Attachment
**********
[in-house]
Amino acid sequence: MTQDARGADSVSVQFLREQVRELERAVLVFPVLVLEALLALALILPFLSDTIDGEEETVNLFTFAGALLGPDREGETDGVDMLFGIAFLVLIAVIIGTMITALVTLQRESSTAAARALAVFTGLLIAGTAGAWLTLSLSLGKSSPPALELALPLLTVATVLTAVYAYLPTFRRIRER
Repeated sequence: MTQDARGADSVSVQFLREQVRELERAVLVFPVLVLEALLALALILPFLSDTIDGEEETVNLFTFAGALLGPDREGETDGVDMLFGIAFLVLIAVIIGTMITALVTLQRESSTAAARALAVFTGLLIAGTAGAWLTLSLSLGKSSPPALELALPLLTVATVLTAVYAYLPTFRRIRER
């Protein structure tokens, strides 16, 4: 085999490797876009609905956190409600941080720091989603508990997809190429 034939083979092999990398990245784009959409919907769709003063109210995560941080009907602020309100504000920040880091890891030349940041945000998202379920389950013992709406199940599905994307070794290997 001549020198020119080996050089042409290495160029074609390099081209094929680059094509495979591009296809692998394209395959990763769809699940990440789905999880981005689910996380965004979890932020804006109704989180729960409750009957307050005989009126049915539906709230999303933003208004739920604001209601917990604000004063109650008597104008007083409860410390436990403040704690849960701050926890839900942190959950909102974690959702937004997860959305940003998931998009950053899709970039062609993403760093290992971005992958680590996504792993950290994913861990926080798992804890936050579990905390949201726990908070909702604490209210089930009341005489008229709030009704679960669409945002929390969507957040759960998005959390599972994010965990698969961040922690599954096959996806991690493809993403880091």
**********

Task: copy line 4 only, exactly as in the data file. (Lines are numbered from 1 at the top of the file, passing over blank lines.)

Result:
């Protein structure tokens, strides 16, 4: 085999490797876009609905956190409600941080720091989603508990997809190429 034939083979092999990398990245784009959409919907769709003063109210995560941080009907602020309100504000920040880091890891030349940041945000998202379920389950013992709406199940599905994307070794290997 001549020198020119080996050089042409290495160029074609390099081209094929680059094509495979591009296809692998394209395959990763769809699940990440789905999880981005689910996380965004979890932020804006109704989180729960409750009957307050005989009126049915539906709230999303933003208004739920604001209601917990604000004063109650008597104008007083409860410390436990403040704690849960701050926890839900942190959950909102974690959702937004997860959305940003998931998009950053899709970039062609993403760093290992971005992958680590996504792993950290994913861990926080798992804890936050579990905390949201726990908070909702604490209210089930009341005489008229709030009704679960669409945002929390969507957040759960998005959390599972994010965990698969961040922690599954096959996806991690493809993403880091």